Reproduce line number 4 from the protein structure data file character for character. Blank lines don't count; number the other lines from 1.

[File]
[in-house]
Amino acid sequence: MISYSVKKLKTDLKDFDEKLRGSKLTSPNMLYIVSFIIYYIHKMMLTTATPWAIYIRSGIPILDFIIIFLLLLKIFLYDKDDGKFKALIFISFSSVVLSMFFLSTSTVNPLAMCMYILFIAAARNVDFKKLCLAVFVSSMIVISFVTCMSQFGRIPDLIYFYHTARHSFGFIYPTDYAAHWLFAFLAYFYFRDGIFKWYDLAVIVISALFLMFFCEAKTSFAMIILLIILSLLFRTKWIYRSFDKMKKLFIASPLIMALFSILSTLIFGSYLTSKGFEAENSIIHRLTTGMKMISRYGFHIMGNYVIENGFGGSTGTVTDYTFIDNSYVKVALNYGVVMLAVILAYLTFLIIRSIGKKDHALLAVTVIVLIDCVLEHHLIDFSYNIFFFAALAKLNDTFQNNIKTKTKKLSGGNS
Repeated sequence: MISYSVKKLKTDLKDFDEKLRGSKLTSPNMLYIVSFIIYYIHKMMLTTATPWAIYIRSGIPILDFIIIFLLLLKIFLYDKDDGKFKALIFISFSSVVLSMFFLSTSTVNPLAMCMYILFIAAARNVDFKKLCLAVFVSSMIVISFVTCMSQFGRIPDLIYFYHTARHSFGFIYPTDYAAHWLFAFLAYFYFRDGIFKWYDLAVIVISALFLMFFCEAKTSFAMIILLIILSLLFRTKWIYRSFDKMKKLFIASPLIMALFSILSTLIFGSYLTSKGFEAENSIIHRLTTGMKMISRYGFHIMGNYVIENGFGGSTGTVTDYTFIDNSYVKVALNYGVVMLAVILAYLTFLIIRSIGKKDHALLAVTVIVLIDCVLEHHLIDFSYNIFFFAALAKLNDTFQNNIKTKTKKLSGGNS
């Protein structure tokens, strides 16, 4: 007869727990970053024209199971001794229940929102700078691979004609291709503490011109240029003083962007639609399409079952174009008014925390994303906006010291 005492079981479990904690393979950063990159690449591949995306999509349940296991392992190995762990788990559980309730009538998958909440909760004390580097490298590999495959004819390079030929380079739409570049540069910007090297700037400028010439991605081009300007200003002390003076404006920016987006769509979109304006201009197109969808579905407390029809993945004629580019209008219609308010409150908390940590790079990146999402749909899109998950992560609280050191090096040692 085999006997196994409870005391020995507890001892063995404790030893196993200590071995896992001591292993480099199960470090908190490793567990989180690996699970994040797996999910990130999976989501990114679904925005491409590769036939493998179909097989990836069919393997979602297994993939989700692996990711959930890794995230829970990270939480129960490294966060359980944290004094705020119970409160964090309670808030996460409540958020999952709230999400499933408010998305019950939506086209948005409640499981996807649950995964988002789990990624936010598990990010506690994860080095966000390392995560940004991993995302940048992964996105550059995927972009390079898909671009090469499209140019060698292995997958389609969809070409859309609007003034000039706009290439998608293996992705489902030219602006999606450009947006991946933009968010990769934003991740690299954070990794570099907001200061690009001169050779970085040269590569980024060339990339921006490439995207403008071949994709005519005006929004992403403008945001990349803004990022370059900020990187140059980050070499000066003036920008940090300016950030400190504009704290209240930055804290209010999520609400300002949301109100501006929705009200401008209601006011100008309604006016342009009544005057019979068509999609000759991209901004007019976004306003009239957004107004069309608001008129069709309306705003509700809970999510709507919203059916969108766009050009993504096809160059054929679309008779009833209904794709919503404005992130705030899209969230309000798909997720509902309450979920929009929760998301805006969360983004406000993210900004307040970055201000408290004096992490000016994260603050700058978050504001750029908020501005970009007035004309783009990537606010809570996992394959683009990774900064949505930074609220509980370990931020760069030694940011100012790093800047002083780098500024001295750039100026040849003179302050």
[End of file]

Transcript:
């Protein structure tokens, strides 16, 4: 007869727990970053024209199971001794229940929102700078691979004609291709503490011109240029003083962007639609399409079952174009008014925390994303906006010291 005492079981479990904690393979950063990159690449591949995306999509349940296991392992190995762990788990559980309730009538998958909440909760004390580097490298590999495959004819390079030929380079739409570049540069910007090297700037400028010439991605081009300007200003002390003076404006920016987006769509979109304006201009197109969808579905407390029809993945004629580019209008219609308010409150908390940590790079990146999402749909899109998950992560609280050191090096040692 085999006997196994409870005391020995507890001892063995404790030893196993200590071995896992001591292993480099199960470090908190490793567990989180690996699970994040797996999910990130999976989501990114679904925005491409590769036939493998179909097989990836069919393997979602297994993939989700692996990711959930890794995230829970990270939480129960490294966060359980944290004094705020119970409160964090309670808030996460409540958020999952709230999400499933408010998305019950939506086209948005409640499981996807649950995964988002789990990624936010598990990010506690994860080095966000390392995560940004991993995302940048992964996105550059995927972009390079898909671009090469499209140019060698292995997958389609969809070409859309609007003034000039706009290439998608293996992705489902030219602006999606450009947006991946933009968010990769934003991740690299954070990794570099907001200061690009001169050779970085040269590569980024060339990339921006490439995207403008071949994709005519005006929004992403403008945001990349803004990022370059900020990187140059980050070499000066003036920008940090300016950030400190504009704290209240930055804290209010999520609400300002949301109100501006929705009200401008209601006011100008309604006016342009009544005057019979068509999609000759991209901004007019976004306003009239957004107004069309608001008129069709309306705003509700809970999510709507919203059916969108766009050009993504096809160059054929679309008779009833209904794709919503404005992130705030899209969230309000798909997720509902309450979920929009929760998301805006969360983004406000993210900004307040970055201000408290004096992490000016994260603050700058978050504001750029908020501005970009007035004309783009990537606010809570996992394959683009990774900064949505930074609220509980370990931020760069030694940011100012790093800047002083780098500024001295750039100026040849003179302050």